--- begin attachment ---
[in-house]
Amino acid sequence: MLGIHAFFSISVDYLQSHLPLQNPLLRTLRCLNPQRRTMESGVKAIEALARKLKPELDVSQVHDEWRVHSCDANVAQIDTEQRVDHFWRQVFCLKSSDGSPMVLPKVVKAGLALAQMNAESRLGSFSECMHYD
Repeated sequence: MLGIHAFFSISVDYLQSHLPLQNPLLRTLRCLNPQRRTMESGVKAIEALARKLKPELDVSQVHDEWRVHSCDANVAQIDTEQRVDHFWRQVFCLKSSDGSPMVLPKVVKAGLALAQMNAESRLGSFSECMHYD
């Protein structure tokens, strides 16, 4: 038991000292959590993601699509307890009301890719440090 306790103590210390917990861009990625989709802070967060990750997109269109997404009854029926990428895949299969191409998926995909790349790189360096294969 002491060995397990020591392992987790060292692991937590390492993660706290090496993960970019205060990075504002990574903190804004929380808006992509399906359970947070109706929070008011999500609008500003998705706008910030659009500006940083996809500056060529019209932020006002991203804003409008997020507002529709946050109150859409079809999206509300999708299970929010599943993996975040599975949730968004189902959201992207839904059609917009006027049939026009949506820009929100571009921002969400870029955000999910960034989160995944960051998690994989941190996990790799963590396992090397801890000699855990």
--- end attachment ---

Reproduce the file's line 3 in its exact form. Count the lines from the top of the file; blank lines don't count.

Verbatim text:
Repeated sequence: MLGIHAFFSISVDYLQSHLPLQNPLLRTLRCLNPQRRTMESGVKAIEALARKLKPELDVSQVHDEWRVHSCDANVAQIDTEQRVDHFWRQVFCLKSSDGSPMVLPKVVKAGLALAQMNAESRLGSFSECMHYD